Monday, December 24, 2012

A Fortifying Breakfast

Before I could face the preparation of holiday cinnamon buns, pecan bars, palmiers, and creme brulee, I ate a bowl of steel-cut oats (look for them at the IGA, with all of the other Bob's Red Mill products) topped with dried figs. Cooking them pilaf-style, covered without stirring, gave them a great texture, toothsome but not crunchy. A nonstick pot is essential. Here is the recipe:

Steel-Cut Oats with Dried Fig Compote
Serves 3 to 4

1/2 tablespoon unsalted butter
1 cup steel-cut oats
3 1/4 cups water
Pinch salt
1/2 cup dried figs, stemmed and coarsely chopped
2 tablespoons light brown sugar
1/8 teaspoon ground ginger
1/8 teaspoon pure vanilla extract
Milk or half-and-half

1. Melt the butter in a nonstick pot over medium-high heat. Add the oats and cook, stirring, until fragrant and lightly toasted, 3 to 4 minutes. Stir in 3 cups of water and a pinch of salt, turn the heat to high, and bring to a boil. Cover, turn the heat to low, and cook without stirring for 30 minutes.
2. While the oats are cooking combine the figs, brown sugar, ginger, and remaining 1/4 cup water in a small pot. Bring to a simmer and cook at a bare simmer until the liquid is thickened, about 20 minutes.
3. Stir the oatmeal, divide it among 3 or 4 bowls, and top with the figs and their liquid. Serve immediately, with milk or half-and-half if desired.

Tuesday, December 18, 2012

Decorating with Cupcake Liners

My younger daughter discovered that cupcake liners make the best paper snowflakes. And then she got out her hot glue gun and made a garland with them.

Friday, December 14, 2012

Pasta Friday: Holiday Edition

Pierson Seniors are allowed to leave campus for lunch. Eight or so of them always show up at my house on Friday for pasta and cookies. I usually take some chocolate chip cookie dough out of the freezer, but today, in honor of the coming holiday, I baked spicy molasses cookies. They aren't the most beautiful cookies, but  teenagers really like them. Here's the recipe:

Molasses Cookies
Makes about 32 cookies

2 cups unbleached all-purpose flour
1 teaspoon ground ginger
1 teaspoon ground cinnamon
1/2 teaspoon ground cloves
1/2 teaspoon salt
1/2 teaspoon baking soda
3/4 cup (1 1/2 sticks) unsalted butter, softened
1 cup packed light brown sugar
1/4 cup dark (not light or blackstrap) molasses
2 large eggs

1. Preheat oven to 350 degrees. Line several baking sheets with parchment paper. Whisk together flour, ginger, cinnamon, cloves, salt, and baking soda in a medium bowl.
2. Combine the butter, brown sugar, and molasses in a large bowl and beat with an electric mixer until smooth. Add the eggs and beat until well-combined. Stir in the flour mixture until just combined.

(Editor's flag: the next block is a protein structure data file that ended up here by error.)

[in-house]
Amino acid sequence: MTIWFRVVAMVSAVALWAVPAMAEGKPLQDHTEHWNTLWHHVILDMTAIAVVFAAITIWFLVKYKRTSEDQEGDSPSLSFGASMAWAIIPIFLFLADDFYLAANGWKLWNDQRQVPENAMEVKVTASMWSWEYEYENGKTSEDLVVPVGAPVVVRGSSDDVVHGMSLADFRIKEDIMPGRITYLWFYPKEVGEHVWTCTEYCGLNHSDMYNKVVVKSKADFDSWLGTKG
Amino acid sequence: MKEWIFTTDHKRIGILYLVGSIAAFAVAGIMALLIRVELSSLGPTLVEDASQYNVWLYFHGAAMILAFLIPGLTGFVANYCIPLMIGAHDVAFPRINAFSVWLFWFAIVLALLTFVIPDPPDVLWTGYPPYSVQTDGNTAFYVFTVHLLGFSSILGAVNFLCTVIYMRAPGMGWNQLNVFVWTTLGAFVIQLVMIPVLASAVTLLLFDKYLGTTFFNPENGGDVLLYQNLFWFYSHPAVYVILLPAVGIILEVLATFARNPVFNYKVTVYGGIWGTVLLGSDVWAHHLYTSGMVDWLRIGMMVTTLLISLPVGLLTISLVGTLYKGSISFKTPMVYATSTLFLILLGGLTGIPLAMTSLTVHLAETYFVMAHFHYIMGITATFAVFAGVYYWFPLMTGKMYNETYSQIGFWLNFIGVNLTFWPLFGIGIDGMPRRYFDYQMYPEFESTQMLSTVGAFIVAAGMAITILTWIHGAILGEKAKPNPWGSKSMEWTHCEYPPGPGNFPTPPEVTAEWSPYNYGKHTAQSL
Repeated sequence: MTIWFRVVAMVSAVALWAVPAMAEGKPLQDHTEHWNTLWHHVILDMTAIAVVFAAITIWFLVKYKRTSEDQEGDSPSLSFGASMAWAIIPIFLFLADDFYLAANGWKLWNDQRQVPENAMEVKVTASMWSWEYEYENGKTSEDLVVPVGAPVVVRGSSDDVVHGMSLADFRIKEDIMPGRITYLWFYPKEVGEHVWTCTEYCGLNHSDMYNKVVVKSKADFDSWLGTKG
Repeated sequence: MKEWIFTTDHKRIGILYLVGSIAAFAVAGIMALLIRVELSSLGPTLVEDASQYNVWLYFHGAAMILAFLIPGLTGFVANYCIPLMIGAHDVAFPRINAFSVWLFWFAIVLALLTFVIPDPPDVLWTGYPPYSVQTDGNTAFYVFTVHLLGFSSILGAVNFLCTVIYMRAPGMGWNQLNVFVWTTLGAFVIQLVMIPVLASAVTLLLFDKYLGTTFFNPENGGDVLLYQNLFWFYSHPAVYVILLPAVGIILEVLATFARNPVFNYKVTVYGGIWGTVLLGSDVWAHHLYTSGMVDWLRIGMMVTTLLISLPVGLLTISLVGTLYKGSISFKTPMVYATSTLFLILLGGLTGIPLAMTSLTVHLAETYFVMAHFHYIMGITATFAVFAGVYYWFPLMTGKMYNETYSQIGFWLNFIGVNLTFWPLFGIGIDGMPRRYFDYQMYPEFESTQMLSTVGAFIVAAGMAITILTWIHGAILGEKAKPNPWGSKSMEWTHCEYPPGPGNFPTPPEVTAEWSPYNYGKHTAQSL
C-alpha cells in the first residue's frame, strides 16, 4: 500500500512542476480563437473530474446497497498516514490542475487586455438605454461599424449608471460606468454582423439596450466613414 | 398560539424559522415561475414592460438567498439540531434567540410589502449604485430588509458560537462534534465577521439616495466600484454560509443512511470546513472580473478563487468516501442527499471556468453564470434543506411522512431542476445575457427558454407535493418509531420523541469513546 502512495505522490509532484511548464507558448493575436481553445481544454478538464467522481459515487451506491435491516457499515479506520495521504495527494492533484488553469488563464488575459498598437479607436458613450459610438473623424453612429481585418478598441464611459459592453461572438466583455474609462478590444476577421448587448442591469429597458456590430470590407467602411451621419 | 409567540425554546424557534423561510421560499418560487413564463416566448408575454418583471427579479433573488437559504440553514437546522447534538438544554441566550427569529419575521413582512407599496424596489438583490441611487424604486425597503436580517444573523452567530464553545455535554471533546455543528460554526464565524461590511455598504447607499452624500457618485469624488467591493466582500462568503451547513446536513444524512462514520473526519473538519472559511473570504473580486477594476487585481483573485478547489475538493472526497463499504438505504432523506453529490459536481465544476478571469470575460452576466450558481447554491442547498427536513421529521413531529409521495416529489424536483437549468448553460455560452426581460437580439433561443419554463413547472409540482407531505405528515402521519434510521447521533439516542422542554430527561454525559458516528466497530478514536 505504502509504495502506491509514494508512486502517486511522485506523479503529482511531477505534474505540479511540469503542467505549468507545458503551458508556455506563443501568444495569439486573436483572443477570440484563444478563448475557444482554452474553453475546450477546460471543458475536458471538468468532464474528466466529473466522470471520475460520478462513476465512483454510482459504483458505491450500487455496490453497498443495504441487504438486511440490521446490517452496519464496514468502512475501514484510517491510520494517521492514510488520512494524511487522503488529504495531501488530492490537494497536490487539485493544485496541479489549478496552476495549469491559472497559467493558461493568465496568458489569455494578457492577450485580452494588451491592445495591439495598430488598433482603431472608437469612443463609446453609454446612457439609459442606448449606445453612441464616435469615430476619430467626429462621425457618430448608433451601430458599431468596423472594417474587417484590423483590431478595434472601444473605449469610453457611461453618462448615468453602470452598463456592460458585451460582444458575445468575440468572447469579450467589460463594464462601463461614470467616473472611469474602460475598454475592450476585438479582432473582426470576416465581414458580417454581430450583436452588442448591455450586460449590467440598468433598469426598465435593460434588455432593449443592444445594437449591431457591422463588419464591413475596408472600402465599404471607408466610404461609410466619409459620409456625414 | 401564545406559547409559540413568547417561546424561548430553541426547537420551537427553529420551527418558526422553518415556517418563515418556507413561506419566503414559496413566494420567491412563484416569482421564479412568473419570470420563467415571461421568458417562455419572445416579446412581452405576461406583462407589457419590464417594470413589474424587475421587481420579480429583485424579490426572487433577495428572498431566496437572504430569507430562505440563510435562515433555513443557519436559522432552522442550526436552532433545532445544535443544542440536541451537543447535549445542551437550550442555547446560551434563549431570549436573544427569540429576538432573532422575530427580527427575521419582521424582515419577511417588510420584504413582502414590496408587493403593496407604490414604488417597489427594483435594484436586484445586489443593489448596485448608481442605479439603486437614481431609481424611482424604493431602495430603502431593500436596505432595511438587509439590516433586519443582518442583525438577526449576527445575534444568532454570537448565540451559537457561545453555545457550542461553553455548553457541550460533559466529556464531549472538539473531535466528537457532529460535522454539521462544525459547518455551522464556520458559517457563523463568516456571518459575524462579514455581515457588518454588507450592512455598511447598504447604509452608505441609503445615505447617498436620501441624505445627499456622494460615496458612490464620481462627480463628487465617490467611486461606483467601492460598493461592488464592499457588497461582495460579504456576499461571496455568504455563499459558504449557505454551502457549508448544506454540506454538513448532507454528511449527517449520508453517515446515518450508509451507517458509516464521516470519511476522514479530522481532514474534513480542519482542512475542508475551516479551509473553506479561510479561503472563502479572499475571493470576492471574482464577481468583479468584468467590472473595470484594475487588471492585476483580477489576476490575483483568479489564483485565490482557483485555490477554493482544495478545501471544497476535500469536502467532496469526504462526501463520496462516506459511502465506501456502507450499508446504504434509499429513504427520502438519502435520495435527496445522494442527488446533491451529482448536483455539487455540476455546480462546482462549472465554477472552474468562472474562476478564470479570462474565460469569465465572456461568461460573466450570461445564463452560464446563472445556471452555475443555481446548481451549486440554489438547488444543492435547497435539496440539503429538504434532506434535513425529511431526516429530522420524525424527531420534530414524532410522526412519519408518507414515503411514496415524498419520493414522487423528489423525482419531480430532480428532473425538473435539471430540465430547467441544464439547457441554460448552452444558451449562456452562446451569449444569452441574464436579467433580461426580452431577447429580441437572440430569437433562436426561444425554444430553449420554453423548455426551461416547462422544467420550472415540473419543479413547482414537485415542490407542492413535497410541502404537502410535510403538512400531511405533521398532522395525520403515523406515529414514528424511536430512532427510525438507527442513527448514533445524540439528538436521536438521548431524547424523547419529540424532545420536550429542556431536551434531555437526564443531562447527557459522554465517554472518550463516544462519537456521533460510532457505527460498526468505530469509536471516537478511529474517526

3. Drop tablespoonfuls of dough onto the prepared baking sheets, about 2 inches between each cookie. Bake until the tops are just dry, 10 to 12 minutes. Let the cookies stand on the baking sheets for 5 minutes and transfer to wire racks to cool completely.

Wednesday, December 12, 2012

Hot Chocolate and The Challenge

Although I'm pretty sure they're not kosher, I love the coffee cups I received from my uncle for Chanukah on Sunday. Last night we watched the Pierson Quiz Bowl team battle East Islip on MSG Varsity, while enjoying some rich hot chocolate in the new cups. The lobster looks like he made it out alive. Here is the recipe:

Rich Hot Chocolate
Makes 4 cups

6 ounces semisweet chocolate chips
Pinch salt
3 cups whole milk
1 cup heavy cream
1/2 teaspoon pure vanilla extract

1. Combine the chocolate chips and salt in a heatproof bowl.
2. Combine the milk and cream in a heavy pot and bring to a simmer over medium-high heat. Turn the heat to low. Ladle 1/2 cup of the hot liquid into the bowl and whisk to melt the chocolate.
3. Return the chocolate mixture to the pot and whisk constantly until smooth.
4. Off heat, whisk in the vanilla. Pour into mugs and serve immediately.

Tuesday, December 11, 2012


Chanukah is getting off to a slow start at my house, I'm afraid. On Sunday, my husband smoked the Fairview Farm pork bellies he had been curing for the past 10 days (instructions are in the new America's Test Kitchen D.I.Y. Cookbook). Then he made BLTs for lunch. No one complained, especially because we knew that latkes and brisket were for dinner.

Thursday, December 6, 2012

I'm Back, with Wheat Berries

I've been in and out of town a lot during the past few months, working on an exciting new cookbook project that I will tell you more about in the coming weeks. But I've missed my blog! I have quite a horde of Quail Hill wheat berries in my freezer, so I combined them with some shiitake mushrooms I picked up at Citarella's yesterday for a warming dinner. Here is the recipe:

Wheat Berries with Mushrooms
Serves 4

2 cups wheat berries
2 tablespoons extra-virgin olive oil
1 shallot, finely chopped
8 ounces shiitake mushrooms, stemmed and chopped
Ground black pepper
3/4 cup low-sodium canned chicken broth
2 tablespoons unsalted butter
1 cup grated Parmesan cheese
2 tablespoons finely chopped fresh parsley

1. Place the wheat berries in a medium saucepan, turn the heat to medium, and cook, stirring, until fragrant, about 5 minutes. Add water to cover and 1/2 teaspoon salt, bring to a boil, turn down the heat, and simmer until soft but not mushy, 30 to 60 minutes (taste frequently to see how they are doing). Drain, return to the pot, and set aside.
2. Heat the oil in a large skillet over medium-high heat. Add the shallot and cook until softened, about 3 minutes. Add the mushrooms, sprinkle with salt and pepper, and cook until browned, 4 to 5 minutes.
3. Add the broth to the pot with the wheat berries and cook over medium-high heat until simmering. Stir in the mushroom mixture and heat through. Off heat stir in the butter, Parmesan, and parsley. Adjust the seasonings and serve.